20. Funny
    Egad got a reaction from Canada EH in NCIX Bankruptcy Auction - Day 2   
    I'm just sad because LTT missed a great chance for a mini scrap wars.  Linus and Luke each get some cash and don't need to hide who they are.  However you have to source everything in the parking lot as people load their cars up after the auction.  
  21. Funny
    Egad got a reaction from Egg-Roll in Black Friday Shopping Guide – Newegg.com DEALS!   
    Best Buy, at least in America, will often do deals on Western Digital 8 TB external drives.  If you shuck the drive out of the enclosure you end up with a WD Red.  I've been slowly filling up my NAS that way.  Definitely going to check Best Buy on Black Friday/Cyber Monday.
     
     
  22. Like
    Egad got a reaction from Kitsune Aoi in Black Friday Shopping Guide – Newegg.com DEALS!   
    Best Buy, at least in America, will often do deals on Western Digital 8 TB external drives.  If you shuck the drive out of the enclosure you end up with a WD Red.  I've been slowly filling up my NAS that way.  Definitely going to check Best Buy on Black Friday/Cyber Monday.
     
     
  23. Like
    Egad got a reaction from Damascus in Thermal Paste and Fan Upgrade Improvements   
    I wanted to share my results with doing some rig maintenance in hopes that it may be of values to others now or in some nebulous future when some is searching around.  
     
    When I first built my rig I was admittedly pretty lazy, just used the various stock fans, manufacturer paste applications, etc.  Setup was:
     
    Case: Noctis 450 Front Intake Fans: 3x120mm of whatever NZXT fans came with case Rear Exhaust: 1x140mm whatever NZXT fan came with the case CPU Cooler/Top Exhaust:  H110i GTX (280mm AIO) with stock Corsair static pressure fans/pre applied Corsair paste cooling a 5960X OCed to Core: 4.5 GHz (1.282 volts), Cache: 4.25 GHz (1.24 volts) GPUs: 2x EVGA 980Ti with ACX 2.0 coolers running at EVGA provided speeds  
    Long story short nothing thermal throttled, although in games that did thread the Corsair fans started to sound like my computer was taxiing for takeoff.  Since I wear over the ear headphones will gaming though, meh.
     
    However as time when on I found more of an urge to OC the 980Tis beyond what EVGA had done and I found once I had them up to 1511 MHz on the Core and 3954 MHz on the memory, I'd hit 85 C much faster than I wanted to do.  Since I kind of had the urge to tinker I decided to get new fans and repaste everything, but to do so incrementally and do a bit of measurement.  I used GTA V for everything because it and Witcher 3 are the most demanding games I play and Witcher 3 did ship with a benchmark.  My third most demanding game would be Borderlands 2 and yeah I was doing just find there before the overclocking.  A note I built the computer in August of 2016 so the paste was ~26 months old.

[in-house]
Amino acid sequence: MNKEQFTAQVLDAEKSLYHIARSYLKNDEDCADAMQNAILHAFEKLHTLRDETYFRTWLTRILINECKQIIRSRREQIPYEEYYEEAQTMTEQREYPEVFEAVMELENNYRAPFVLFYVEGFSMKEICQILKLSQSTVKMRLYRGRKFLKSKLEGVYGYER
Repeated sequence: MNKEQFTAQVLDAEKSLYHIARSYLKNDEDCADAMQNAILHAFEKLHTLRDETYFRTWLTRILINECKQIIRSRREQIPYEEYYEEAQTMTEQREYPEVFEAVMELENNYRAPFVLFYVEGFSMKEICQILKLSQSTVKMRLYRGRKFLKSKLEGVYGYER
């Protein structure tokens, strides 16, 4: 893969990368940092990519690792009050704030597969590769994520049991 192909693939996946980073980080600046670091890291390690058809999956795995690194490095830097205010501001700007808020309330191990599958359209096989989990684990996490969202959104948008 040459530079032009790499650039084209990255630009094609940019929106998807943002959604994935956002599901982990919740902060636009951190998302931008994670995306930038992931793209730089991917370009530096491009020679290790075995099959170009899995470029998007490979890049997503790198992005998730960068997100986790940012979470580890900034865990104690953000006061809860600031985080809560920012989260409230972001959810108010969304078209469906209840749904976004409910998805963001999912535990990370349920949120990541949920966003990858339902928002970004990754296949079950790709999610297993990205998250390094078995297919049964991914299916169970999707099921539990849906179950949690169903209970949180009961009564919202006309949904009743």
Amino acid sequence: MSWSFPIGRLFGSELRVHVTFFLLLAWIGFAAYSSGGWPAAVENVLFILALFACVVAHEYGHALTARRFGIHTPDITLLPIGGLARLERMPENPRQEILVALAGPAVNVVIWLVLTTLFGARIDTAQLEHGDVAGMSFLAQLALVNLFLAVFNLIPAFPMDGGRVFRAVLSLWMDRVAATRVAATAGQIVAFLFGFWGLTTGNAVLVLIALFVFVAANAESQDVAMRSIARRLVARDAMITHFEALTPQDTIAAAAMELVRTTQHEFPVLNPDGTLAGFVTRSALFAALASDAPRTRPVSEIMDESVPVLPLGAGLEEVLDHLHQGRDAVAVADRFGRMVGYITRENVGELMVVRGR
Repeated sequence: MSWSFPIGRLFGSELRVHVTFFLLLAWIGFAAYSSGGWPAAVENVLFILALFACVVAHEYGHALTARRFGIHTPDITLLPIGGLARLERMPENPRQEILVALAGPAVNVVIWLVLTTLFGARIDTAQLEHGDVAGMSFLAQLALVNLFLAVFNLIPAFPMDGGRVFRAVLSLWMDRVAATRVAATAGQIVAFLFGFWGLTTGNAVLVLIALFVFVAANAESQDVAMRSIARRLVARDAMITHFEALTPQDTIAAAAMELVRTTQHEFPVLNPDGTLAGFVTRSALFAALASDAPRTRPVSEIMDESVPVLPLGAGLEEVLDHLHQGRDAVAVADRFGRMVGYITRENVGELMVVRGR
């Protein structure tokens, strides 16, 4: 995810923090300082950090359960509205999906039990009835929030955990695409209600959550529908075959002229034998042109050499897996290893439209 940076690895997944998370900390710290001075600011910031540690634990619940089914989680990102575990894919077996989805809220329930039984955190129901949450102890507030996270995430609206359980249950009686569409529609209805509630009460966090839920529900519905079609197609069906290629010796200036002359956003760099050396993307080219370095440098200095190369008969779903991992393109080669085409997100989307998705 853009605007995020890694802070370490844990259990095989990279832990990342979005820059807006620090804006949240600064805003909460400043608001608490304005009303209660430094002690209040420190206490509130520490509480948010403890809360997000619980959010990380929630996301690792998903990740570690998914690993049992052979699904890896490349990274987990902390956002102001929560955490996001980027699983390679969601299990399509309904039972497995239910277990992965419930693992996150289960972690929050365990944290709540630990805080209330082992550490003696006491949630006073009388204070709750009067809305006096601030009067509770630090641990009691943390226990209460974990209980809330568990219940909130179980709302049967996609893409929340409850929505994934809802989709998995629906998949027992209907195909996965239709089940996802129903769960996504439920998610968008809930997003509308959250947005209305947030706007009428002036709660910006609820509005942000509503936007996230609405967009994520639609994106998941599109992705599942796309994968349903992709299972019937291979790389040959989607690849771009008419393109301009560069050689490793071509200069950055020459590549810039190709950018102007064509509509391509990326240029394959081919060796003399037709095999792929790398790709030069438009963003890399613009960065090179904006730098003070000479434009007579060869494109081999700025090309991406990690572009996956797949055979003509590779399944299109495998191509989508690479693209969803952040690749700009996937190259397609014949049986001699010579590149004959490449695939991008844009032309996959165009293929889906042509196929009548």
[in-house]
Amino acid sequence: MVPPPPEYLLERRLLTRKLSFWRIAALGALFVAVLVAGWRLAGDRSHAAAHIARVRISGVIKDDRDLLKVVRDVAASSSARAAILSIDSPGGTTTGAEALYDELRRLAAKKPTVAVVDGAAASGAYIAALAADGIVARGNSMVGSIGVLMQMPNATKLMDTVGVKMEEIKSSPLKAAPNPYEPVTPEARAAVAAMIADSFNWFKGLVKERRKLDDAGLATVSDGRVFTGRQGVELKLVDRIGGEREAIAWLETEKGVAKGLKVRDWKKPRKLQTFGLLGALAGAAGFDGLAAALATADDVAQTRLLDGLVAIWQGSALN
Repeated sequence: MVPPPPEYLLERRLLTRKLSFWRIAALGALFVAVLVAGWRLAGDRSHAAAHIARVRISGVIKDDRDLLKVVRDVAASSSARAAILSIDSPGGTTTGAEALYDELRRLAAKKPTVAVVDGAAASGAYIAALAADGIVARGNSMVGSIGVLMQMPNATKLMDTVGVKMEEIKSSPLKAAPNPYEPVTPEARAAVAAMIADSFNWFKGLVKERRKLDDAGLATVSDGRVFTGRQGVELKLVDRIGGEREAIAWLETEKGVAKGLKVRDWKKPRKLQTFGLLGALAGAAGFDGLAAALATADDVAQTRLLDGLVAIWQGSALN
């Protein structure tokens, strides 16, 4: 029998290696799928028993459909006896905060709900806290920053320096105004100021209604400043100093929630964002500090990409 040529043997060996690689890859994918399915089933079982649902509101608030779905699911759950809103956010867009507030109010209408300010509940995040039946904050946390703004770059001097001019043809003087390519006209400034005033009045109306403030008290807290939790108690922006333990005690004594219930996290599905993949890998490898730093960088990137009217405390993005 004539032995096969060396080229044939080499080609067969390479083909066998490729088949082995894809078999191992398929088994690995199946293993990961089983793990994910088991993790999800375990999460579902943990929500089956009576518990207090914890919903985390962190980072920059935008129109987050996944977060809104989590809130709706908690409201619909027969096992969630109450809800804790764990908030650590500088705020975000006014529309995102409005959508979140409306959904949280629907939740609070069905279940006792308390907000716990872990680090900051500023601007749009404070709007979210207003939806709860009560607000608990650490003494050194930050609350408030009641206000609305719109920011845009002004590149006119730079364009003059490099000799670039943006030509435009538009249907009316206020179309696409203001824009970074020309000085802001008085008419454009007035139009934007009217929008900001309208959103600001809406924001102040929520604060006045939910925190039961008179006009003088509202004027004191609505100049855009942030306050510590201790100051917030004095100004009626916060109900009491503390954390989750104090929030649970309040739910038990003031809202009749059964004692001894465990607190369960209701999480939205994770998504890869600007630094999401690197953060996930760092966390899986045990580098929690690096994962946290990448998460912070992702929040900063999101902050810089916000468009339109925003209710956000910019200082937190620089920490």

One other item of note:
     
    When running GTA V I'd have EVGA Precision, Intel XTU, CPU-Z and Task Manager open on the second monitor.  Prior to the memory OC of the'd see 8.4 to 8.6 GB of system RAM be used, varied from bench to bench).  After the OC, with the same drivers, I'd see 12.4 to 12.7 GB of RAM used during the bench.  Given nothing else on the system had changed I found that interesting, perhaps the faster GPU was keeping the system cpu/memory controller busier so it didn't have as much time to garbage collect.  
     
    Round 0
    Ambient Temp: 20C
    5960X Stable Temp running Intel XTU Stress Test and Furmark running (100% load on all 16 logical processors): 88C  980Ti results:  Rapidly throttle down to 1488 MHz and hit 85 C midway through the fighter flight part of the GTA V benchmark   Subjective Notes:  Furmark + XTU Stress was load, even through over the ear good quality headphones, you could really feel the warm air coming out of the top of the case  
    Round 1, Replacing Thermal Paste
    I repasted both of the 980Tis and the CPU with Arctic Silver MX-4.
    Ambient Temp: 20C
    5960X Stable Temp with XTU Stress Test and Furmark: 84C 980Ti results: Never went above 78C, GUP clock stayed above 1500 MHz Subjective Notes:  Still pretty loud, while I probably could have messed with the GPU fan curves a bit, the Corsair fans are the main noise culprit and thus it's not really worth it Practical Notes: 980Ti SLI means GTA V at 4K ultra settings posts a min fps of 58.3 for the benchmark and an average FPS of 78 Or in summary, I paid 5.99 for the MX-4, plus the cost of some rubbing alcohol and wipes to drop 7C off my GPU temps.  I'm glad I did this over spending on some kind of conversion kit to let me mount AIOs onto my GPUs.
     
    Round 2, New Fans
    Front Fans: 3x120 Notcua NF-S12 PWM (120mm airflow fans) Rear Exhaust: 1x Noctau NF-A14 PWM Chromax  (140 static pressure) Top Exhaust/AOI: 1x NF-A14 Industrial, 1x NF A-14 Chromax (140 static pressure) Note: Two different A-14s ordered, to get some brown anti vibration pads
     
    Ambient Temp: 23.33C (my wife came home and demanded to know why the thermostat was set so low)